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Dynamic in vitro measurement of patellar movement after total knee arthroplasty: an in vitro study

  • Sven Ostermeier1Email author,
  • Olaf Buhrmester1,
  • Christof Hurschler1 and
  • Christina Stukenborg-Colsman1
Contributed equally
BMC Musculoskeletal Disorders20056:30

DOI: 10.1186/1471-2474-6-30

Received: 28 February 2005

Accepted: 15 June 2005

Published: 15 June 2005

Abstract

Background

Changing the kinematic behaviour of patellar movement could be one of the reasons for anterior knee pain after implantation of a total knee arthroplasty (TKA). The aim of the current study was to measure the potential influence on patellar kinematics of patellar resurfacing during TKA.

Methods

Patellar movement before and after TKA with and without patellar resurfacing was measured under dynamic conditions in an in vitro cadaver simulation. Physiologic Musculus quadriceps forces were applied to five physiologic human knee specimens undergoing simulated isokinetic extension motions, patellar movement was measured using an ultrasonic measurement system. Thereafter, the Interax® I.S.A.-prosthesis system was implanted without and with resurfacing the patella, and patellar movement was again measured.

Results

The physiologic patella center moved on a semilunar path up to 6.4 mm (SD 6.4 mm) medially during extension. After TKA, the unresurfaced patella showed significantly less medial translation (p = 0.04) than the resurfaced patella. Subsequent resurfacing of the patella then resulted in a return to mediolateral positioning of the patella similar to the physiological case, whereas the resurfaced patella tilted up to twice as much as physiologic.

Conclusion

The results of this study suggest that resurfacing of the patella during TKA can result in a restoration of the physiologic mediolateral shift of the patellofemoral joint while angulation of the patella remains unphysiologic.

Background

Patellofemoral or anterior knee pain represents one of the most common problems during rehabilitation after total knee arthroplasty (TKA), with postoperative problems reported in 0,5–12% of patients [16]. Although the components of the prosthesis may have been implanted correctly, with postoperative radiographs showing no malalignment, patients were often unable to flex the knee or bear weight on the treated joint [5, 6]. While many authors observed a theoretical advantage of primary resurfacing of the backside of the patella during TKA in avoiding these problems [14, 7], others disagreed, and do not recommend routine resurfacing of the patella [810]. Furthermore, some authors suggest that only through a correctly implanted patella inlay it is possible to avoid changing patellar tracking in the femoral groove and with it the associated potential malalignment of the degenerated patella [1, 1113].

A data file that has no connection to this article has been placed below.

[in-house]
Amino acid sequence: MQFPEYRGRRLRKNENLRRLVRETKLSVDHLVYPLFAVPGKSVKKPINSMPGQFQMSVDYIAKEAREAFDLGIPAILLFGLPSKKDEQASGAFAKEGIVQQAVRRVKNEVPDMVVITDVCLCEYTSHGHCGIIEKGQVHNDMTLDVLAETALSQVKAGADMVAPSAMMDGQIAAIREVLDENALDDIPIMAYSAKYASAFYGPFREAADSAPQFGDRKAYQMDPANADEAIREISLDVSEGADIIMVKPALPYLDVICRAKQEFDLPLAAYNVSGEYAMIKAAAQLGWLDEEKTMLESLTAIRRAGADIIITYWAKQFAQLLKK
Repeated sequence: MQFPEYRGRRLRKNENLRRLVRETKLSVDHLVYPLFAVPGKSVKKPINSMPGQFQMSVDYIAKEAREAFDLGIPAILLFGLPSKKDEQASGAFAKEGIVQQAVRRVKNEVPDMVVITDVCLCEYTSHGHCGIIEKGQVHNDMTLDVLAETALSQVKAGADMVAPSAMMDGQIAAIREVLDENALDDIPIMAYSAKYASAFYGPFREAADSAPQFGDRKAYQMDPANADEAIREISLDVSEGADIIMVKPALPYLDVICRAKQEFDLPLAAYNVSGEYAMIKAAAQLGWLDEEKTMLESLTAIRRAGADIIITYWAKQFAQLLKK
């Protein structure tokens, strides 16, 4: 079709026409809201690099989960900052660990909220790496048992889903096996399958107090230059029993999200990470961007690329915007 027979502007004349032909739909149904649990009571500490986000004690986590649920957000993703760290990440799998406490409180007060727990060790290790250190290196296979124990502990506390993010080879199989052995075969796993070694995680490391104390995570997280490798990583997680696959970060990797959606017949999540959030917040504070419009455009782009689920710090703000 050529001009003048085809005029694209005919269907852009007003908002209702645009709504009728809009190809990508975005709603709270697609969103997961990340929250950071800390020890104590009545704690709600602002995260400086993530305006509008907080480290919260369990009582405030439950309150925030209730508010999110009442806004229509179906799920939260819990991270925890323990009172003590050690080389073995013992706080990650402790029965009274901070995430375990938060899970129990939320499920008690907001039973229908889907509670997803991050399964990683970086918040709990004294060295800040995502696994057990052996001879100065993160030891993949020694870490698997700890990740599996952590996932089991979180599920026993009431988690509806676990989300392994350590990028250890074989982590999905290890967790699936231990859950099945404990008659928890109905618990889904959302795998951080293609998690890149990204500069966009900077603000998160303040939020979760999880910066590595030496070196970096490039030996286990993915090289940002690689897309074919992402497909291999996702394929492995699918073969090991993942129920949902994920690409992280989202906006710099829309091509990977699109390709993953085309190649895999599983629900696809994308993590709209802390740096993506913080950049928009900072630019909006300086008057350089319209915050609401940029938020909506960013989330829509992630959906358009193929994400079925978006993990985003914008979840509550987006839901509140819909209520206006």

Several types of retropatellar resurfacing devices have been developed. These included symmetrical, dome shaped, and non anatomic all polyethylene components [3]. Other devices had a metal-backed baseplate with a rotating, asymmetrical high-conforming polyethylene prosthesis [14]. In-vitro studies utilizing pressure-sensitive films showed significantly higher stresses in these designs which exceeded the yield strength on the polyethylene (>12 MPa) [9, 1417]. Furthermore, other studies showed substantial changes in movement of the patella after TKA: An unresurfaced patella moved along a different path in the groove of the femoral component compared to the physiological motion [1]. The patella shifted less medially than the physiologic patella in the physiologic femoral groove, although the angulation of the patella was not changed [1]. Thus, while demonstrating the same amount of flexion around the horizontal axis and rotation around the sagittal axis, the resurfaced patella moved on the same path as a physiologic patella, while at the same time exhibiting a significantly greater lateral tilt around the frontal axis [1113].

Nonetheless, none of these studies compared the kinematics of the physiologic patella to those of an (un)resurfaced patella after TKA under physiologic loads and dynamic conditions. This study was therefore conducted to measure the path and rotational movement of a physiologic patella, and to compare that motion to the unresurfaced and resurfaced patella after TKA.

Methods